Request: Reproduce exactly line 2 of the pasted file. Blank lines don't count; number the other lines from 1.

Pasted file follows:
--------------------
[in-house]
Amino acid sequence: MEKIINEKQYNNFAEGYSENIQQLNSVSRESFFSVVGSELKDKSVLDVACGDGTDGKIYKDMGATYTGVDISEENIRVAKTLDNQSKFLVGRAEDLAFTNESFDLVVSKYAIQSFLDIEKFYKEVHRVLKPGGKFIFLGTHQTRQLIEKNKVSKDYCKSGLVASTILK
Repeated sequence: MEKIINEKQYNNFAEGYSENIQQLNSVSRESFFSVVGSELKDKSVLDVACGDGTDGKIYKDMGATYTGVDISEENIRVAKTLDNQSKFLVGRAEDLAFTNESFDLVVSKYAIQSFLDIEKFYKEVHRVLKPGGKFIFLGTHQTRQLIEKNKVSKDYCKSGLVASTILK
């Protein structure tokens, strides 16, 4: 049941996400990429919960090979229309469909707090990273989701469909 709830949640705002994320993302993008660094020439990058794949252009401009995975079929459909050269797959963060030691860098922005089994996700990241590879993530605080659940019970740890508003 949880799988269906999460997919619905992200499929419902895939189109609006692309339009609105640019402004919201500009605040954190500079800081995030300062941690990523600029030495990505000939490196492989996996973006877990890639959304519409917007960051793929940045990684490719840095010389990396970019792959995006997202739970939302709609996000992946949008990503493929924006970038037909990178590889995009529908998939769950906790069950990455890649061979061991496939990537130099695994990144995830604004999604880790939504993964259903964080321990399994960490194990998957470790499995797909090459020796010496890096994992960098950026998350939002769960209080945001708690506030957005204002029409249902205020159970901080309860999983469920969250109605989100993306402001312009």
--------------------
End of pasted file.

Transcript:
Amino acid sequence: MEKIINEKQYNNFAEGYSENIQQLNSVSRESFFSVVGSELKDKSVLDVACGDGTDGKIYKDMGATYTGVDISEENIRVAKTLDNQSKFLVGRAEDLAFTNESFDLVVSKYAIQSFLDIEKFYKEVHRVLKPGGKFIFLGTHQTRQLIEKNKVSKDYCKSGLVASTILK